The interview is the stage in the job-search process where hiring decisions are actually made. Your goal during the interview is to use the knowledge you have gained about yourself and the organization to convince the interviewer that your qualifications match the employer's needs.
To do this, you must prepare, practice, perform, and follow up. The Cornell Career Services Career Guide, available in our Barnes Hall offices and the college career offices, provides extensive information on successful interviews. Our career library also contains some useful resources on interviewing techniques.
Descriptions of some selection interview styles follow. Phone and face-to-face interviews are the most common of these for entry-level positions.
Sometimes employers find it efficient to conduct initial selection interviews by phone. The content may be similar to other interviews you have, but additional preparation is needed for these interviews:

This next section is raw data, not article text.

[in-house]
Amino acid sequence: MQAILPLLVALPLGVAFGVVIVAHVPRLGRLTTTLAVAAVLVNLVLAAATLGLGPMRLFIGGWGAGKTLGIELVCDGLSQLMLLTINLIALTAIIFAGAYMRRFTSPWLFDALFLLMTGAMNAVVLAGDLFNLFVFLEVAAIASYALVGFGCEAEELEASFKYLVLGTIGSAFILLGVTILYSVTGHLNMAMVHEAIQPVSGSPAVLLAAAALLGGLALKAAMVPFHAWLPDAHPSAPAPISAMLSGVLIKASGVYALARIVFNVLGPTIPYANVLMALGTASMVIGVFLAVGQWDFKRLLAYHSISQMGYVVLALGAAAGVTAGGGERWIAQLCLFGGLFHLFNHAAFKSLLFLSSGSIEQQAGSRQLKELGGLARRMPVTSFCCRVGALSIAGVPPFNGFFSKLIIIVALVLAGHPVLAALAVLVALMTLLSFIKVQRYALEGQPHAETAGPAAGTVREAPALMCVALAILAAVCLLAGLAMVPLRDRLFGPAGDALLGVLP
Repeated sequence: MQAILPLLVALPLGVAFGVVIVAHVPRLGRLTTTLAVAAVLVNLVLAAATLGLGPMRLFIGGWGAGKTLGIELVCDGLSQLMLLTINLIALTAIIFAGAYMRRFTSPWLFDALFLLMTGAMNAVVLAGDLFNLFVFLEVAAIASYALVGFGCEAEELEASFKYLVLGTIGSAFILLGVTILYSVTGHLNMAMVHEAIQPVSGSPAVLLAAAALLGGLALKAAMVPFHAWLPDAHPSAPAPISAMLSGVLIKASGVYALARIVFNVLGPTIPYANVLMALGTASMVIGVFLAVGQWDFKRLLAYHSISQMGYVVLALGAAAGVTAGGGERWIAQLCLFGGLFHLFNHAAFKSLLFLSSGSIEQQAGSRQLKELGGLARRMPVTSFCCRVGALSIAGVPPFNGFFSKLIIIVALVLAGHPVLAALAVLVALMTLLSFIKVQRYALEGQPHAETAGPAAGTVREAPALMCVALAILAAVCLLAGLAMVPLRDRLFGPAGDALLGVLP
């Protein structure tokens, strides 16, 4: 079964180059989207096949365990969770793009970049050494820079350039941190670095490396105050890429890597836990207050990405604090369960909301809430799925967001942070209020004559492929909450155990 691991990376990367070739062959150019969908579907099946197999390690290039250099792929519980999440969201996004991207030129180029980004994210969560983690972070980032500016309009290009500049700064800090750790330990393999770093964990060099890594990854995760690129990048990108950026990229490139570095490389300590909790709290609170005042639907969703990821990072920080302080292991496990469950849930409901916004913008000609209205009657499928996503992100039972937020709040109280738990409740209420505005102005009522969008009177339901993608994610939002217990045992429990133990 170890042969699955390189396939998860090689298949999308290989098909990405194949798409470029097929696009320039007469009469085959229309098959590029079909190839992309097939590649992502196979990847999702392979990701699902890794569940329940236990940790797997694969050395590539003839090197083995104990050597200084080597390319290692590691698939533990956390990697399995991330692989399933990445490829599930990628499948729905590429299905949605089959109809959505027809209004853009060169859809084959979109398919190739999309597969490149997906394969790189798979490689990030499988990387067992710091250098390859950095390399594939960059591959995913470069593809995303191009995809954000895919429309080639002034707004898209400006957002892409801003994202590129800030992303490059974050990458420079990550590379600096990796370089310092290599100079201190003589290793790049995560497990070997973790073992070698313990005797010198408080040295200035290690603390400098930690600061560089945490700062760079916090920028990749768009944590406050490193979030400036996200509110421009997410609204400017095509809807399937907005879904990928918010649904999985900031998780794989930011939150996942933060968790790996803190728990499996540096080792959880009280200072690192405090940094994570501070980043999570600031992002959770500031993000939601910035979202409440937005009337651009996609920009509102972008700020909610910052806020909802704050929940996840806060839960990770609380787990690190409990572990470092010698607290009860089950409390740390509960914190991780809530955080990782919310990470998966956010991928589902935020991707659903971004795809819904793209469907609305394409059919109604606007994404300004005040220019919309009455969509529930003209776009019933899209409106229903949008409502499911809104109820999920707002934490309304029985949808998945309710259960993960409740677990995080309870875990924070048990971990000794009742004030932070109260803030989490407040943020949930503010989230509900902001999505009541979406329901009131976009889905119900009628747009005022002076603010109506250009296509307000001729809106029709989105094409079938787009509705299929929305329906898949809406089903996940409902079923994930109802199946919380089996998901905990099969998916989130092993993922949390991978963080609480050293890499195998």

- Keep close at hand a copy of your resume, notes on the organization, appointment calendar, and questions you want to ask the employer.
- Dress for the interview just as if it were in person; you’ll perform more professionally.
- Practice ahead of time using a tape recorder. Strive for a clear, confident voice that projects a positive attitude and conveys a professional demeanor. (Refer to “Practice” beginning on page 62 for more tips.)
- Schedule the call in a room free of interruptions and preferably on a land line. Never interrupt a phone interview to take another call or speak to someone who enters the room.
One or more employer representatives interview the candidate. When two or more interviewers are involved, they may meet with the candidate together or consecutively. Meetings can take place on campus; at the employment site; or in a restaurant, hotel, or other facility.
Several employer representatives, usually from different parts of the organization, interview the candidate at the same time. The panel interview can be stressful because questions may come quickly on a variety of topics.
Several candidates participate together in a group interview. When a question is posed to the group, an employer can observe behaviors and assess candidates’ interactions and interpersonal, leadership, and teamwork skills.
Videoconferencing and Internet Interviewing
These formats are cost-effective for an employer located in a distant city, and may occur on or off campus using special equipment or a service such as Skype. Wear solid-colored clothing that contrasts with your skin tone, focus on the interviewer’s image, speak clearly, and avoid quick movements.